During a subsequent phone interview with UTHSCSA Medical School Dean and Vice President for Medical Affairs William L. Henrich, MD, in early December, he hinted that “there are developments regarding the San Antonio Breast Cancer Symposium that I'm not at liberty to tell you about [now], but you'll be hearing about at the conference….We're going to endeavor to make some exciting innovations in that program that will not only enhance but grow its appeal, and in so doing we're going to make sure we take good care of the attendees.”

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News of Meeting Leaked in Philadelphia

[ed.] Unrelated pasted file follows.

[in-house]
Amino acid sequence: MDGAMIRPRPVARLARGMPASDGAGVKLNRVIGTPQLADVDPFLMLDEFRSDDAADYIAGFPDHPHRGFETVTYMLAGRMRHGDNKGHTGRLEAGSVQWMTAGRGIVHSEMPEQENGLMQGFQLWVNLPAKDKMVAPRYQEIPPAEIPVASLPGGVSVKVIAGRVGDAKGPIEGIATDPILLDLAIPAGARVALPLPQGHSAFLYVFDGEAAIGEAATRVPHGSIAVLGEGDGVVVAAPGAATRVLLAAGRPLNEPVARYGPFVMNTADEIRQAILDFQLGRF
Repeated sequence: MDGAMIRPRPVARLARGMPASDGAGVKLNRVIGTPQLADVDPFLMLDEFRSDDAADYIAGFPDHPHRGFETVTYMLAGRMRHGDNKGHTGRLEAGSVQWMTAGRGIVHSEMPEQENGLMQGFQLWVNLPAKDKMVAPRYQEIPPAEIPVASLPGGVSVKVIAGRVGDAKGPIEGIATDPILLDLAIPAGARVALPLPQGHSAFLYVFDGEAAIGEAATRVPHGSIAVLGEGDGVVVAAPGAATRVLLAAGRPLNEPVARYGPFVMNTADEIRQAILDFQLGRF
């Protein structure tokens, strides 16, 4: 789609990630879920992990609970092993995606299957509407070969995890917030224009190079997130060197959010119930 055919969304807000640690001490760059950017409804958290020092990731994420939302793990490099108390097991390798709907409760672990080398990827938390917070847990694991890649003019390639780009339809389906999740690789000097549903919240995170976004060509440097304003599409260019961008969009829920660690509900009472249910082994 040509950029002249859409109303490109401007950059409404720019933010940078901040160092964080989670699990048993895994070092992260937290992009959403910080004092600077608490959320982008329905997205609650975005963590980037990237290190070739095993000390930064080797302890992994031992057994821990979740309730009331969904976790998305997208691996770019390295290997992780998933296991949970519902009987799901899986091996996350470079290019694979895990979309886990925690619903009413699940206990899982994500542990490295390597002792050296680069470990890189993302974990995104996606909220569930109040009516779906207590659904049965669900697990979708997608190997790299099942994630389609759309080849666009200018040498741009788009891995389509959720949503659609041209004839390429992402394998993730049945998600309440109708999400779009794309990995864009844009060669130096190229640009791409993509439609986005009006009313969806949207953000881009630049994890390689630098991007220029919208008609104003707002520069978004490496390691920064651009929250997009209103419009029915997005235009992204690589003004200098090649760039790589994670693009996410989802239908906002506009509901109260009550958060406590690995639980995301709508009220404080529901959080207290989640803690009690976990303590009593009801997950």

But days later, while attending the American Association for Cancer Research's Frontiers in Cancer Prevention Research Conference in Philadelphia, this reporter learned from an SABCS source about the still secret and unsettled plans to merge the breast cancer meetings the following week in San Antonio.

At the Symposium, Dr. Osborne told OT that the collaboration will give “AACR a new seat on the planning and abstract review committees….I expect there to be small differences in content, and not so much in format, with more basic and translational research presented,” he said.

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More Young Investigators

Dr. Foti said that she would like to see more young investigators involved in the meeting. AACR has long been involved in encouraging scientists in training through its Associates Program (OT, 6/10/07 issue).

She cited scholar travel training awards and a young investigator lectureship as two additions.